Title: Four Ways to Forgiveness
Author: Ursula K. LeGuin
It took me a while to get into Four Ways to Forgiveness. The first story was a bit sleepy, and I had trouble understanding the point of it all. But as this collection of four Hainish short stories progresses, the themes surrounding enslavement and gender politics become more clear. This is one of the books in which LeGuin bares her politics. As she so often does, she does it well.
The book looks at the same story from multiple angles; each protagonist has a unique viewpoint on the situation. While the story that sticks with me the most is the story of the 1,100-old impeccably immature Alien Envoy, the most moving was probably a woman trying to explain how eradication of slavery had done nothing to destroy a woman's slavery.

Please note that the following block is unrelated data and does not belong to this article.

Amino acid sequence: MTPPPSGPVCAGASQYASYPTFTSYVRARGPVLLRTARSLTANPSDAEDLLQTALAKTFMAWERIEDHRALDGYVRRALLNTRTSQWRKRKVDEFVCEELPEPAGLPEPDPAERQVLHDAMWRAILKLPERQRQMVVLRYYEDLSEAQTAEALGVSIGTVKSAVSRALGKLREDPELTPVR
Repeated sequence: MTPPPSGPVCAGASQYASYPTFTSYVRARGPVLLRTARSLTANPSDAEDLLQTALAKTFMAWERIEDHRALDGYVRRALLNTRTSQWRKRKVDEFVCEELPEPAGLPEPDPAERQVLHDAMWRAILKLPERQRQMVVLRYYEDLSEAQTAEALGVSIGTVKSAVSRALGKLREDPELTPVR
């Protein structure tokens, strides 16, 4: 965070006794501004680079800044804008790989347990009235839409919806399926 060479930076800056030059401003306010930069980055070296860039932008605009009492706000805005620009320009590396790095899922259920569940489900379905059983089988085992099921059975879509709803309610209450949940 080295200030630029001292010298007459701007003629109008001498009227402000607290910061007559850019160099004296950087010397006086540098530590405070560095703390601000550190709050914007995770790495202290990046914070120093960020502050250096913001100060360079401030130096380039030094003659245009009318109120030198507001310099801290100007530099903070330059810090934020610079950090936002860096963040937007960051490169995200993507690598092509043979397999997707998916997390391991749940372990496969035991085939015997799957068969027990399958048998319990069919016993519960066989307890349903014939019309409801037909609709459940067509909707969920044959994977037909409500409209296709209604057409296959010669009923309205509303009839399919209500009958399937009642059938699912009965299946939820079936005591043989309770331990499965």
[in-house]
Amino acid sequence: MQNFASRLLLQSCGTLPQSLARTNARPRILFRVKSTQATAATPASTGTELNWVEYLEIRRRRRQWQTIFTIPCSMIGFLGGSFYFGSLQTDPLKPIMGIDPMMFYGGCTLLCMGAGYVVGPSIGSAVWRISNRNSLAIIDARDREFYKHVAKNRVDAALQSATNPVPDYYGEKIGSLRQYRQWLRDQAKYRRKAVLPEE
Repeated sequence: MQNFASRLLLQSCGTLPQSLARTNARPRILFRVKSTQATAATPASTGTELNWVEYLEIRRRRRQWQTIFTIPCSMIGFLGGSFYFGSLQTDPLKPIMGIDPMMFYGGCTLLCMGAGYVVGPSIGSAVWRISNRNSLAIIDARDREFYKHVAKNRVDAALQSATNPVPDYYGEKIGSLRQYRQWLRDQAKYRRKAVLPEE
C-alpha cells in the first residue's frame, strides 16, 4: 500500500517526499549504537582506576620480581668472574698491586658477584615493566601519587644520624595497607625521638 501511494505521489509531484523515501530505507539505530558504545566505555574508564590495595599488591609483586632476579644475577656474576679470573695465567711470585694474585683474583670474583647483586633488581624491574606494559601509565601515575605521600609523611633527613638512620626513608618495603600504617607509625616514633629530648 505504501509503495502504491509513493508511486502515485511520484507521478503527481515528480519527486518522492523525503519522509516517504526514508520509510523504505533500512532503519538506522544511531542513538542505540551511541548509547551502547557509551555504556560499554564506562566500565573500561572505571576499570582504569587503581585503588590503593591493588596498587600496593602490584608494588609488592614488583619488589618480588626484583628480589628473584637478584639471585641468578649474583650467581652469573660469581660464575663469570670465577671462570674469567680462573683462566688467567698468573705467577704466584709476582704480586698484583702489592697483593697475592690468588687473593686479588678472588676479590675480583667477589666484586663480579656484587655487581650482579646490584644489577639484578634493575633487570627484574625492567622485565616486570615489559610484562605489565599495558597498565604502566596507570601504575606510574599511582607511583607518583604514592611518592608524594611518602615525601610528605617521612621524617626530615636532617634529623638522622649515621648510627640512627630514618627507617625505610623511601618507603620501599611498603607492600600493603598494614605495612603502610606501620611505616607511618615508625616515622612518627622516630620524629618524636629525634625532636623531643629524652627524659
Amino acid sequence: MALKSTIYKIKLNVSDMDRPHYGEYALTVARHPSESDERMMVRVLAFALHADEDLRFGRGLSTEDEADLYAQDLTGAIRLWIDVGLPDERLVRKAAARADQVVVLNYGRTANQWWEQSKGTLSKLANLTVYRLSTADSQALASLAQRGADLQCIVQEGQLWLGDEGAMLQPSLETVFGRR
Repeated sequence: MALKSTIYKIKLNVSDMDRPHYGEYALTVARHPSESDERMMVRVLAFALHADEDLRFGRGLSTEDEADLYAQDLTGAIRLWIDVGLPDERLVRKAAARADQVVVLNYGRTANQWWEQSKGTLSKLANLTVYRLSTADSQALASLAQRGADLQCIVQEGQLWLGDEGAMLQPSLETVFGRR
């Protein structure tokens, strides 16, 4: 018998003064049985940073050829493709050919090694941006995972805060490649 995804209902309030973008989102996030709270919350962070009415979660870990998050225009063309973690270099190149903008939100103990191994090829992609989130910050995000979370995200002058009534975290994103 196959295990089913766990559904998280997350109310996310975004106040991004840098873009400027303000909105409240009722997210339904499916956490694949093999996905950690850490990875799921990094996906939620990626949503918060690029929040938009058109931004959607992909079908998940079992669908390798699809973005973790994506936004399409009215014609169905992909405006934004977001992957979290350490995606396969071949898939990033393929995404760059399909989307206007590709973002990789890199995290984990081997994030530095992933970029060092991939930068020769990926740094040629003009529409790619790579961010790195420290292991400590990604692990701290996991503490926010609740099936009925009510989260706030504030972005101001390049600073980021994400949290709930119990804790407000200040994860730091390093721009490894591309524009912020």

With LeGuin's writing, it's hard not to be emotionally captivated, although I have to admit that it was more than the first story that was slow moving. There were parts where it certainly caught up, but the sleepiness of the prose certainly made it difficult for me to completely identify with the book... even if I agreed heavily with its politics.
And that's not to say that I didn't like it. It simply took me longer than I'd expect because it was harder to stay focused on it. I greatly enjoyed Four Ways to Forgiveness and would like to apologize to it. I feel like it might have been better served with a longer reading, perhaps with other books interspersed.
Yeah. I really need to stop reading books of short stories all at one.